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Record broken not once but three times in spectacular Land Rover opener

Flemensfirth gelding sets a new sale benchmark at €325,000

Centre of attention: the session-topping Flemensfirth gelding
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Frenzied demand for the best-credentialed stores during Part One of the Goffs Land Rover Sale on Tuesday meant the auction's record price fell no fewer than three times.

The session's most extraordinary moment came with the sale of a son of Flemensfirth out of Keep Face, a Poliglote half-sister to brilliant two-mile chaser Master Minded, for €325,000 – the highest price ever paid for a store horse at Goffs.

The stunning gelding was consigned by Michael Moore’s Ballincurrig House Stud for Patrick McCann, who purchased him a foal for the remarkable price of €110,000.


View the full sale results


He drew admiring glances and knowing whispers all around the sale ground but when it came to his turn in the ring it was agent Tom Malone who won the day, paying the sky-high sum to ensure he goes to Paul Nicholls' Ditcheat operation, from where Master Minded was sent out to win back-to-back renewals of the Queen Mother Champion Chase.

“The trainer was all over this pedigree and he's a beautiful horse," said Malone. "He’s for Paul Barber and Paul Vogt and we knew we would have to fight to get him.”

Nicholls added that Barber, who lost the magnificent champion Denman to the infirmities of old age just last week, was keen to buy a horse with superstar potential.

“Paul has seen him a few times at Ballincurrig and he loved the horse," he said. "He wanted to buy a really nice horse and this was the one."

McCann – the managing director of Simply Fruit, whose headquarters are in Craigavon – was overwhelmed in the aftermath of the sale. He established Brookland Stables as a training centre in 2011 but it is now home to around a dozen young horses as his racing focus has changed.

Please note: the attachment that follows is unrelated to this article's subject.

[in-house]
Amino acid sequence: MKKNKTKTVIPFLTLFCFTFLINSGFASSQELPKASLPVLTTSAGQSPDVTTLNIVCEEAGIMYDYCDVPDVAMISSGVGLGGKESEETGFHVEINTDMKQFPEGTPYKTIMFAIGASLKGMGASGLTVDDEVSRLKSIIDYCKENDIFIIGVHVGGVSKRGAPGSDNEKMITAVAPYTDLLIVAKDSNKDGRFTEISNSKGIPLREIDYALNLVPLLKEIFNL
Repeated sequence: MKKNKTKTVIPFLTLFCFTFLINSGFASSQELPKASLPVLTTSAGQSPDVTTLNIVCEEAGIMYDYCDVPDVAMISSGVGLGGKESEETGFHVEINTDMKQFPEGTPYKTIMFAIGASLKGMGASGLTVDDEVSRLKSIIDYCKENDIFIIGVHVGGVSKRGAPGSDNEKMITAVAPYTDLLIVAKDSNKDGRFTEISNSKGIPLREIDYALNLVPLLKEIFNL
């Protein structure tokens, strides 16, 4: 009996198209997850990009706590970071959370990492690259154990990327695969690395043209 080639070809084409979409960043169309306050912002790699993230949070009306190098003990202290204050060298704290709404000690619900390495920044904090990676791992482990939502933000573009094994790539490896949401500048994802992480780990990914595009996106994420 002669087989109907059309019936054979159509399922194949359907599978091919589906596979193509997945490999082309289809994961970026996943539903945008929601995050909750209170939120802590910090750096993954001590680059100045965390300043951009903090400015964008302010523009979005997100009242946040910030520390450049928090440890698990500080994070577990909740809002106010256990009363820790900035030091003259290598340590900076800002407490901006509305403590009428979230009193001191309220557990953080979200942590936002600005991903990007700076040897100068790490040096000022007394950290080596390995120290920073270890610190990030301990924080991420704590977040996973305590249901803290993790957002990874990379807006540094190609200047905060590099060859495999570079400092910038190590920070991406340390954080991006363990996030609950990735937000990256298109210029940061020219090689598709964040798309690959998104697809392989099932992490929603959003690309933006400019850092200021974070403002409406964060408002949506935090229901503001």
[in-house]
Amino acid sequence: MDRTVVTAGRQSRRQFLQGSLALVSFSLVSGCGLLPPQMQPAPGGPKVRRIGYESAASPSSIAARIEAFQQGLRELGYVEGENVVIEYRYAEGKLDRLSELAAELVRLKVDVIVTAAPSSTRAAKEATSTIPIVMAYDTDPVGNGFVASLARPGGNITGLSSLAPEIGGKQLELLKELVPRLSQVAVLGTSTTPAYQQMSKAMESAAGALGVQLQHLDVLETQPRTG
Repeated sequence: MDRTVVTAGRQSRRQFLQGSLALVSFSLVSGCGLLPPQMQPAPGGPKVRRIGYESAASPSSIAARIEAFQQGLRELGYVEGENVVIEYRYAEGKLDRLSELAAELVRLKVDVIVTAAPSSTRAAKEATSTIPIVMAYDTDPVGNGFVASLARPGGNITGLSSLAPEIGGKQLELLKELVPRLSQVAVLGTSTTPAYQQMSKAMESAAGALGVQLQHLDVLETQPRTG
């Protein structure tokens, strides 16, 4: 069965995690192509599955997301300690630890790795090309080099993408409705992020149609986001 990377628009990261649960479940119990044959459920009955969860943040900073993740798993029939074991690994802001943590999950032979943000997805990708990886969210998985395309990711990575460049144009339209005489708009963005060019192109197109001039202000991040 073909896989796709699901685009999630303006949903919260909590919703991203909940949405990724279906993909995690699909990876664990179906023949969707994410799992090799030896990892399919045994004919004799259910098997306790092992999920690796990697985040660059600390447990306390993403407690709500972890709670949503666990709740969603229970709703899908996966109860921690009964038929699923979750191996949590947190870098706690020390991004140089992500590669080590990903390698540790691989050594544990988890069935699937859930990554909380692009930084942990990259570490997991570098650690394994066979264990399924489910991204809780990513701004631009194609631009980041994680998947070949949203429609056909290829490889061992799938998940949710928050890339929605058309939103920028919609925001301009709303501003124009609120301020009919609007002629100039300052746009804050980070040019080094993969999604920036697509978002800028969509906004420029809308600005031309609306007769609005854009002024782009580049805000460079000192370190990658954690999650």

Patrick McCann with his pride and joy who was a bold pinhook at €110,000
“I have six horses in training now with Anthony McCann but, to be honest, I get more pleasure from buying young stock at the top end of the market and selling them,” he said.

“We were very confident coming here today but I was tempted to keep him and run him in a point-to-point. He was an exceptional foal and thankfully he has turned into an exceptional horse."

The sale was a poignant one for McCann and the celebrations were subdued because of the recent death of the man who set the transaction in motion.

“It was Bill Ronayne who told me about him as a foal, before he ever went to the sale," McCann explained. "He found him and advised me to buy him. Bill was a very good friend. He bred Twin Plan, who I raced, and it’s so sad that he isn’t here and part of this. It’s a bittersweet day.”

Michael Moore was an integral part of the sale-topper’s story, the Ballincurrig House Stud owner caring for the horse on his Cork farm for three years. The gelding, the first foal of Keep Face, has forged strong bonds between those involved in his tale.

“He was always a gorgeous horse," said Moore. "We sold him as a foal for his breeder Louis Vambeck and it’s a fantastic story. Louis, Patrick and ourselves have all become good friends through this horse.